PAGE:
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Fortress of Louisbourg National Historic Site of Canada
Recherche sur la Forteresse-de-Louisbourg Lieu historique national du Canada
HISTORICAL AUTHENTICITY AND THE USE OF EVIDENCE IN RECONSTRUCTING AND
MAINTAINING THE FORTRESS OF LOUISBOURG
Fortress of Louisbourg
(Fortress of Louisbourg Library
Report Number H F 89)
The Louisbourg Restoration Project (1961-1982) was unique in the history of Canadian reconstruction In particular, the multi-disciplinary approach that it observed in the decision making process was a departure from previous practice. In an attempt to cement together this unusual alliance, the project placed a common goal before the different groups: each was to contribute to an accurate as possible, partial rebuilding of 18th Century Louisbourg.
To achieve total authenticity would have been to replicate, 100 percent accurately and without any exceptions, the line, level and fabric of structures and landscapes slated for reconstruction. As a working principle, however, few regarded such a concept as realistic. More important to the course of future events was the project's decision to adhere to a less dogmatic benchmark that called for rebuilding as acurrately as possible. Being a general standard, and without detailed definition, compliance with it unfortunately only served to personalize the meaning of authenticity, and then to congeal the various views around certain factions.
As a result, not one but rather many meanings for what constituted an authentic product were to come to the surface. Contributing to this confusion, the authenticity standard allowed for modern intrusions, normally in hidden places. At any time, for reasons of cost, sound engineering and public safety, compromise was always a possibility, to the degree deemed necessary. Without any measurable standard to limit the extent of such interventions, the only control in these instances was the exercise of common sense within the context of rebuilding Louisbourg as accurately as possible.
In essence, then, what constituted an acceptable level of compromise for rebuilt Louisbourg became the battlefield. At one extreme of the authenticity question were those whose first instinct was to try to minimize the number and effect of such interventions. At the other end were those who felt comfortable with compromise as a necessary evil. With all of them vying for the ear of their superior, political pragmatism proved to be the decision maker in the end. Louisbourg was to be rebuilt within budget; productivity was to be the measure; compromise the tool.
From the beginning of the project to the present day, the research component has been both the guardian of the historical record and the project's most vocal critic concerning compromise. On occasion, it has even convinced the decision makers to permit it time to gather pertinent evidence to ensure historical correctness. Ironically, such proposals provided the opportunity for some to reproach the historical programme with the charge that it was slowing down the progress of reconstruction. This action even though Research was clearly adhering to its assigned mandate.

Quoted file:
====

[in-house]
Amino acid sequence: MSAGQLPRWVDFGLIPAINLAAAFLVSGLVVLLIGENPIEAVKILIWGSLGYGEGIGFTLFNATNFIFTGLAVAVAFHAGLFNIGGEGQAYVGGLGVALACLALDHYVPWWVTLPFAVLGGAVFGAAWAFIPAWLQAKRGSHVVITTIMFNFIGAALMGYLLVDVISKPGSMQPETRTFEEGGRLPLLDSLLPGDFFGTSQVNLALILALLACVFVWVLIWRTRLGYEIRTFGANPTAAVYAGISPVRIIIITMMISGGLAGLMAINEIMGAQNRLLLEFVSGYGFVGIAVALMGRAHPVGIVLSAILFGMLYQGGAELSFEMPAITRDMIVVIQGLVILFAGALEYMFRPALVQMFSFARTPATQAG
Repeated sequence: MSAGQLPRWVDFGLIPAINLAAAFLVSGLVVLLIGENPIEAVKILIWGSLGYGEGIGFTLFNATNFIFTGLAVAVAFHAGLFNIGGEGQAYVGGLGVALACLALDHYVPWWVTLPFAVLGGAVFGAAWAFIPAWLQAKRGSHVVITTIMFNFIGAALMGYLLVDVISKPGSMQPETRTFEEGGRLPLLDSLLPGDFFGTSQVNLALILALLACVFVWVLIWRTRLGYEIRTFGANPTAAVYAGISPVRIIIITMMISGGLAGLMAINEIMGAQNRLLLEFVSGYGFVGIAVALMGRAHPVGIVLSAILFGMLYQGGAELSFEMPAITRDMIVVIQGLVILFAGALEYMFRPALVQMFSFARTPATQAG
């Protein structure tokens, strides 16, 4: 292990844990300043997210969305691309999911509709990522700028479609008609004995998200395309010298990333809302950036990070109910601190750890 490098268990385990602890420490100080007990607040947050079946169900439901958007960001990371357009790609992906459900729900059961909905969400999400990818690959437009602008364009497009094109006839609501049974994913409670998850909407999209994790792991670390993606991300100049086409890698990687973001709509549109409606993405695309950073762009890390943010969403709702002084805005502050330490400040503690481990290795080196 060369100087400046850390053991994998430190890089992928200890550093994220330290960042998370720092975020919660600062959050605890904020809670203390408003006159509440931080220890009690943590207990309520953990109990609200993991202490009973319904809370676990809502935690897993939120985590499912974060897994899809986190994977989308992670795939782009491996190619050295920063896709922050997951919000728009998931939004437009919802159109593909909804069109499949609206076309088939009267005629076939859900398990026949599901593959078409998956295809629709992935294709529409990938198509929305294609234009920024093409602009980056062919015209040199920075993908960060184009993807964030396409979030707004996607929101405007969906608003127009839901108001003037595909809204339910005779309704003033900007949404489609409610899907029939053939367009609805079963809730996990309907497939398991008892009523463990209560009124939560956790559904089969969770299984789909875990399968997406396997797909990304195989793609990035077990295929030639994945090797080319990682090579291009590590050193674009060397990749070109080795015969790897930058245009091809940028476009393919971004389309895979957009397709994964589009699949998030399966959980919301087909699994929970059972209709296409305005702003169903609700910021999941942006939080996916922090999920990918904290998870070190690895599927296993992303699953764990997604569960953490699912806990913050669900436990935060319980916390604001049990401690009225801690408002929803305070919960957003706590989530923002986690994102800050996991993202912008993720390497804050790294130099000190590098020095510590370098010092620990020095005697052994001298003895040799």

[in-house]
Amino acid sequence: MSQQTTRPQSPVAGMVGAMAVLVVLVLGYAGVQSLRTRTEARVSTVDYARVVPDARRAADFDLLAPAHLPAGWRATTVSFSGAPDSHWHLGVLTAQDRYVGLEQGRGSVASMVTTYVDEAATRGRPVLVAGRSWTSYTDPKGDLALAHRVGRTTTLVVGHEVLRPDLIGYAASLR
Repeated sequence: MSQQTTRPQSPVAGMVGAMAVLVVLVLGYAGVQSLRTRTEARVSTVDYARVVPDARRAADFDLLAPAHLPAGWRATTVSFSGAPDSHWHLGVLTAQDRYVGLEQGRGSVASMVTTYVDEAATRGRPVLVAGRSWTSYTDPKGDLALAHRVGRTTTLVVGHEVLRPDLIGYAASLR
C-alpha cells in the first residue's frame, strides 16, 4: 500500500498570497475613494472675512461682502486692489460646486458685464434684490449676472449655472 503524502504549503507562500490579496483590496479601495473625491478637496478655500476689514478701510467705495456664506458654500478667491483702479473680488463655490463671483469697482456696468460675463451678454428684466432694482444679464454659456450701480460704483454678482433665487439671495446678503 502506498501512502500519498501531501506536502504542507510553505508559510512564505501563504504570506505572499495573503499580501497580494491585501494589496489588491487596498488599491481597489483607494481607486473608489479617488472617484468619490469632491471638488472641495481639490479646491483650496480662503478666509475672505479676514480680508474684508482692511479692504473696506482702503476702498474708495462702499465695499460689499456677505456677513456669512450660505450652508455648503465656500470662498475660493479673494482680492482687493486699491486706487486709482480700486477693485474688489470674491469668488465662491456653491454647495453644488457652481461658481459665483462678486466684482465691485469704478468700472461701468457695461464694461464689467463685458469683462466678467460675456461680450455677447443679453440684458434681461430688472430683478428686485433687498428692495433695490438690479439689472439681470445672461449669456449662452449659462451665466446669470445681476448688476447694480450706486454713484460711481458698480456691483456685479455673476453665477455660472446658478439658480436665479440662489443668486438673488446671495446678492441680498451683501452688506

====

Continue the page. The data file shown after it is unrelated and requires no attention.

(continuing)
Since 1961 it has been motherhood to state that the key to accuracy was research and that the work in progress was "authentic." In reality, however, both claims were illusory because of the need to compromise. For this reason, the project frequently chose not to apply the factual evidence that Research had supplied.
Discovering how the project used evidence in reconstructing the Fortress of Louisbourg is to unmask what the operating meaning of authenticity was during the developmental phase. Upon examining it, the maintenance programme can take guidance. By definition, the repair of reconstructed structures and landscapes involves the continual responsibility of being as historically accurate as possible. At the same time, this programme, like that of reconstruction before it, deserves a more precise standard, one with value definitions, for determining an acceptable level of authenticity.
Otherwise, the former meaning will simply continue the debate as to what constitutes proper compromise. In fact, this dispute may even give rise to a more fundamental questioning of reconstruction philosophy itself, and of the emphasis which reconstruction places upon the need to be historically accurate. As in the past, cost is once again a concern. The Fortress site requires widespread repair, and the bill will be substantial. As these prices become known, the temptation to compromise even further will grow stronger. If such interventions are entertained to any degree, the real danger is that at some point in time any resemblance between 18th Century Louisbourg and its supposed replica will be purely accidental.
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